Utah Gov. Gary Herbert objects to Utah being a disposal site for foreign radioactive waste, but he will not be throwing his support behind federal legislation to ban waste imports.

The Healthy Environment Alliance of Utah (HEAL) asked the Republican governor to write a letter last week in support of the Radioactive Import Deterrence Act, dubbed "RID," a bill co-sponsored by U.S. Rep. Jim Matheson, D-Utah, to outlaw the importation of foreign waste nationally. Next Friday a House plans a hearing on the bill.

"He is not taking a position on the RID Act," said Herbert spokeswoman, Angie Welling. "But his position on the storage of foreign waste has been made repeatedly: He's opposed to it."

The flap over foreign waste began two years ago, after Salt Lake City-based EnergySolutions Inc. applied for a federal permit to import 20,000 tons of waste from Italy's nuclear reactor cleanups, process the waste at a company-owned plant in Tennessee and bury the remainder at a company-owned disposal site in Tooele County, about 80 miles west of Salt Lake City.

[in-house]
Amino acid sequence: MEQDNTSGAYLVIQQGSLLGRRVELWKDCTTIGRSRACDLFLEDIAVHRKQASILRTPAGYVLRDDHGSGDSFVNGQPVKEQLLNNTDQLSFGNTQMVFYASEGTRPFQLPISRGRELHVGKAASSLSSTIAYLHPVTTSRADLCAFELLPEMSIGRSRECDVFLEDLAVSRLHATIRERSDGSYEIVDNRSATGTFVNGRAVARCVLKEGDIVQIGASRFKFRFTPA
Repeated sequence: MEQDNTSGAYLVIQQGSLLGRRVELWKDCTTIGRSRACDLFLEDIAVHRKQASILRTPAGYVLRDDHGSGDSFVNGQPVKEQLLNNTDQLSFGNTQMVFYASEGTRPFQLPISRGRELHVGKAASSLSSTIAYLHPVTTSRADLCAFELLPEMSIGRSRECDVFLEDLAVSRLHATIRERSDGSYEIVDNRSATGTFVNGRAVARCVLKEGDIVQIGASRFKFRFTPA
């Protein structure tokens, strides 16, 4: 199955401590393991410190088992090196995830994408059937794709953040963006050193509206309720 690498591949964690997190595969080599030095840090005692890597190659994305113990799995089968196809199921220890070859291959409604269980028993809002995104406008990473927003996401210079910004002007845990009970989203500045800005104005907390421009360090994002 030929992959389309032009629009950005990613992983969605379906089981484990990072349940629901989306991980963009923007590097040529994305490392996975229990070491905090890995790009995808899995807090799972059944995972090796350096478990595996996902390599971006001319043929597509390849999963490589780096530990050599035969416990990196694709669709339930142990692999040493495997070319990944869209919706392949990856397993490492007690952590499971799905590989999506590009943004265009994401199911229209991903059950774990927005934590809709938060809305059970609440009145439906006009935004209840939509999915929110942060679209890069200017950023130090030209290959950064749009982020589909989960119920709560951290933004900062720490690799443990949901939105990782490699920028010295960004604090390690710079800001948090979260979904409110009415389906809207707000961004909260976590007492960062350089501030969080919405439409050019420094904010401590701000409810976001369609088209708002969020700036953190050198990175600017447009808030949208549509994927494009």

Not only is the largest foreign waste-import request the nation's ever seen, but it also has become the most controversial, triggering thousands of letters in opposition and a federal lawsuit that is on appeal.

Last year the Utah Radiation Control Board urged members of Congress and the U.S. Nuclear Regulatory Commission to establish a consistent national policy on waste imports, noting "any country that has the technological capability of producing nuclear power within its borders should not seek to dispose of its waste outside them. Development of nuclear power should go hand in hand with development of disposal options."

Neither of Utah's U.S. senators is a cosponsor of the foreign waste ban. Nor is U.S. Rep. Rob Bishop, R-Utah, a former lobbyist for the Utah waste site. Meanwhile, U.S. Rep. Jason Chaffetz, R-Utah, and Matheson, a Democrat, support the move.

HEAL Director Vanessa Pierce knocked Herbert for a "nuanced position on the issue" at a time when the company has taken a multi-pronged approach to winning support for its foreign waste plans -- efforts that include a profit-sharing deal with the state that is supported by some House leaders.

"It's hard to understand how you can oppose foreign waste," said Pierce, "and yet not support a bill to ban foreign waste."